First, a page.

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Indiana's Changing Landscape

Indiana's Changing Landscape
Reading Level
     edHelper's suggested reading level:   grades 4 to 6
     Flesch-Kincaid grade level:   10.32

     challenging words:    evolution, topography, settling, stake, geographical, therefore, relationship, colonist, timeline, northwestern, westward, photography, pivotal, sheer, affected, unique
     content words:    United States, Great Lakes Plain, Lake Michigan, Tipton Till Plain, Southern Hills, American Indians, Robert La Salle, North America, Appalachian Mountains, Indian War

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Indiana's Changing Landscape
By Mary Perrin

1     Looking at pictures of an ice covered region of the United States, like that of Antarctica, you might marvel over the sheer size of the masses of ice and snow. If photography existed thousands of years ago and someone could have taken an aerial photo of the Hoosier state, then this is exactly the picture that would develop. Over many thousands of years, Indiana has experienced some major geographical changes. An evolution of events has turned a photograph of icy glaciers into a timeline full of pivotal moments that make up Indiana's rich history.
2     Glaciers began to push from the northern portion of what is now the United States down through Indiana. These large masses of ice changed the land. Imagine two horizontal lines running through Indiana that would divide the state in exactly three pieces. If you are able to image how this would look, then you are able to envision the three natural regions formed by the movement of glaciers. Glaciers affected the upper two regions much more drastically than the lower one-third. The upper region is known as the Great Lakes Plain. This region is mostly flat with the exception of the sand dunes that lie along the Lake Michigan shore. As the glaciers continued to move south and melt, they left large deposits of till behind on the land. Till is a word that describes a combination of soil and rock that has been mixed together. Therefore, the middle region, the Tipton Till Plain, is known for its rich fertile soil. The state capital, Indianapolis, is centrally located in this region. Glaciers did not drastically change the topography of the southern- most region; therefore, the Southern Hills and Lowlands is an area of Indiana that is known for its beauty and charm because of its rolling hills, fertile valleys, and its tree-line sunsets.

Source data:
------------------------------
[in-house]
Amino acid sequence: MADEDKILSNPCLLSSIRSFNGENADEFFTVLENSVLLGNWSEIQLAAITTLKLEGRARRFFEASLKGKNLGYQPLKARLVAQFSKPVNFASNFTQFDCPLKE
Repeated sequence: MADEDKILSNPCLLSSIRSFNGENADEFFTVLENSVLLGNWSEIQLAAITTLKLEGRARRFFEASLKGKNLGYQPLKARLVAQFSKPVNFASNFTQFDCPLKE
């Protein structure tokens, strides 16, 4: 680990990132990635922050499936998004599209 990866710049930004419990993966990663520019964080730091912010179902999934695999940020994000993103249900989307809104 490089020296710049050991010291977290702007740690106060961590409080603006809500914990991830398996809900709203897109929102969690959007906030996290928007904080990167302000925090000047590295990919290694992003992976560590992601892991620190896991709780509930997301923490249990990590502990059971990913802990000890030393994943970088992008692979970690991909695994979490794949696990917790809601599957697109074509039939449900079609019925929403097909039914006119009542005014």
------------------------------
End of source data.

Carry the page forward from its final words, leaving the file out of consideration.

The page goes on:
3     Early people migrated to the Indiana land not for its breathtaking beauty, but rather for the food that they hunted. About 12,000 years ago, American Indians migrated from the northwestern portion of America to what is now known as Indiana. They obtained food, clothing, and other items from wild animals like bison, mastodons, and mammoths. As the climate got warmer the animals that they hunted began to die off because the plants they depended on couldn't grow in the new temperatures. They began to hunt smaller animals, catch fish, and gather fruits and nuts. They soon discovered that they could grow the foods they desired. Groups of American Indians began to band together into tribes. Working together as a tribe made life much easier and gave individuals more time to develop unique skills.

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